Spirits of the past are present everywhere. They dwell in our lands, haunt our historic buildings and cemeteries, and inhabit our songs, literature, films and holy texts. From ancient Egypt to today’s pop culture, stories of ghosts, apparitions and spirits— whatever you call them—are found in nearly every society and every religion.
As devastating as the more recent disasters were, the waters of the Willamette River have never risen higher than they did in June 1894. Turn-of-the-century Portland sprung up as a vital economic hub due to its position at the confluence of the Columbia and Willamette rivers, a location that could be precarious when torrential rains fell. Severe spring snow melt and summer downpours combined that year to push the river deep into downtown, setting a record 33-foot high watermark that still stands today.
For many, the words “Oregon Trail” conjure happy childhood memories of hopping on old-school computers to transform oneself into a fearless wagon leader. Hours swiftly passed as we guided settlers from Independence, Missouri to Oregon’s Willamette Valley along the 2,170-mile emigrant wagon trail. On a good day in this wildly popular fantasy-land set in the 1850s, you’d hunt enough game for a hearty bison dinner for you and your team; on a really bad day, you’d die of cholera or a pesky snakebite.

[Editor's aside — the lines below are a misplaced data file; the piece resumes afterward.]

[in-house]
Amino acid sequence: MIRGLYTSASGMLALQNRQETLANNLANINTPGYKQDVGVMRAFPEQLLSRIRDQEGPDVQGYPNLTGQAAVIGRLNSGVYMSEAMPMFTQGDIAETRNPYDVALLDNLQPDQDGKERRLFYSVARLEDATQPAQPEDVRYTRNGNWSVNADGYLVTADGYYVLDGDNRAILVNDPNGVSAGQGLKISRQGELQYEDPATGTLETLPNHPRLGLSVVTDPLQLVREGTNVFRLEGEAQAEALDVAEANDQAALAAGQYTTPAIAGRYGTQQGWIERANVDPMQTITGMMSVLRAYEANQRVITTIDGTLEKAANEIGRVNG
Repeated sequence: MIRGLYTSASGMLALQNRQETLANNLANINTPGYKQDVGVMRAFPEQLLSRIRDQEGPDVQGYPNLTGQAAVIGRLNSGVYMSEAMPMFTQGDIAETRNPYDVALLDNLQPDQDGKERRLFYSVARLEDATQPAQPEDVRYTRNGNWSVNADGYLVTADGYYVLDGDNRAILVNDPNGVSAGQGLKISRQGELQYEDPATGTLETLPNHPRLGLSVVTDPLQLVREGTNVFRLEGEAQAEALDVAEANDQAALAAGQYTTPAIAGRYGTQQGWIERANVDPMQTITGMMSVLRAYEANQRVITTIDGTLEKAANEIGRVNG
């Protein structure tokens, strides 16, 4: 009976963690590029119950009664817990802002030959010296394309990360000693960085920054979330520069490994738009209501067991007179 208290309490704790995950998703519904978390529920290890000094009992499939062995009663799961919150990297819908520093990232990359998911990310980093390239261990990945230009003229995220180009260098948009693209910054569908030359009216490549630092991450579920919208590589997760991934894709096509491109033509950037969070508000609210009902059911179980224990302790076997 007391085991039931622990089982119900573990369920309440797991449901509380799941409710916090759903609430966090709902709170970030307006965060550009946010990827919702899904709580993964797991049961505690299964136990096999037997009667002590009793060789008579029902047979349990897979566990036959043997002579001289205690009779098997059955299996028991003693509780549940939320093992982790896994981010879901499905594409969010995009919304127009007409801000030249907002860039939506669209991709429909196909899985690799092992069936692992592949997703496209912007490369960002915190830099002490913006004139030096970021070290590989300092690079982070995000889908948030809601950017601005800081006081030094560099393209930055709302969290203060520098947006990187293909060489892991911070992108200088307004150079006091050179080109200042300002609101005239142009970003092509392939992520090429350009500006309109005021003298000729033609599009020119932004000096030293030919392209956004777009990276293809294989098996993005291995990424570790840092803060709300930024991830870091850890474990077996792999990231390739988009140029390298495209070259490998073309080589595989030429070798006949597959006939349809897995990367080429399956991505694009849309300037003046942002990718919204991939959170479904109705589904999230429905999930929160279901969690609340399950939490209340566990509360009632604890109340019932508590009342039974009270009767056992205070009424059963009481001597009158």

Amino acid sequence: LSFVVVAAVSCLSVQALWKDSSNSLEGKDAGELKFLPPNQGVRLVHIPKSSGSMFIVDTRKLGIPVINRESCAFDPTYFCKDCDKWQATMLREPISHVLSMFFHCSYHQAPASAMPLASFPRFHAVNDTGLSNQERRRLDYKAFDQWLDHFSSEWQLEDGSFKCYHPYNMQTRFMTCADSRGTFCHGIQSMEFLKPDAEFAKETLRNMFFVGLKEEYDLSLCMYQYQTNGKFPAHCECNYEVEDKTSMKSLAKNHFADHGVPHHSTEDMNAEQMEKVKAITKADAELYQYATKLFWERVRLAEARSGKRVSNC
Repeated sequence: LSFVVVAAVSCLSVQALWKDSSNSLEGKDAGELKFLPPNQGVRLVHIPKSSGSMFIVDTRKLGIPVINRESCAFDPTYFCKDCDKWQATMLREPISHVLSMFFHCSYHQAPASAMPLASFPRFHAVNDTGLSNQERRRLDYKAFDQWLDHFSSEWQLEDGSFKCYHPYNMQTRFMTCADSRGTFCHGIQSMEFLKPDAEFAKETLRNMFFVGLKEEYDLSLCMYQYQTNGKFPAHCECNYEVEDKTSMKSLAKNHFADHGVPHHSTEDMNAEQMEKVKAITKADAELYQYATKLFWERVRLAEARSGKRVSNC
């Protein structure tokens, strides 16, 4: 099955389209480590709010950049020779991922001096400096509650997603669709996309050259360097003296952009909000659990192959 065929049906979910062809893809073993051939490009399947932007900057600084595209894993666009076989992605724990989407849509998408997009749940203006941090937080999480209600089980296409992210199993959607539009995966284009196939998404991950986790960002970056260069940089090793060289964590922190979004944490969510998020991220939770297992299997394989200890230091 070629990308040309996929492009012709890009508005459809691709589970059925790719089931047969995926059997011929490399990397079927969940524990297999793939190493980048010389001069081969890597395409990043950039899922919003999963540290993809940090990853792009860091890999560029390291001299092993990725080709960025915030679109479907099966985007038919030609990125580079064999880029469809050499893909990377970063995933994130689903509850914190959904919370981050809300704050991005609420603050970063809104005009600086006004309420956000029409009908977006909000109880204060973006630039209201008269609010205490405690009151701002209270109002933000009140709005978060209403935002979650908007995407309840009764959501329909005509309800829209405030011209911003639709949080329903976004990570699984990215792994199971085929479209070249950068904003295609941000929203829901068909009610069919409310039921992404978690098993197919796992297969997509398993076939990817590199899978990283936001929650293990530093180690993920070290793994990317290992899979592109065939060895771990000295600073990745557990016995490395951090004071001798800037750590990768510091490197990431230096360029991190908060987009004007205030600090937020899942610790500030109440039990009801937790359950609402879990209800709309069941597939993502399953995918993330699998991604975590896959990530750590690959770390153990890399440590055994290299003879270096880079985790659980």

In 2018, the Oregon Trail celebrates its 175th anniversary. Traders laid the 2,170-plus-mile wagon route from about 1811 to 1840. Between the boom years of 1840 and 1860, more than 400,000-plus pioneers traveled its path. Connecting the Missouri River to Oregon’s lush valleys, the east-west trail was only passable on foot or by horseback, and those who braved it faced challenges like wagon accidents, disease outbreaks and rushing river crossings.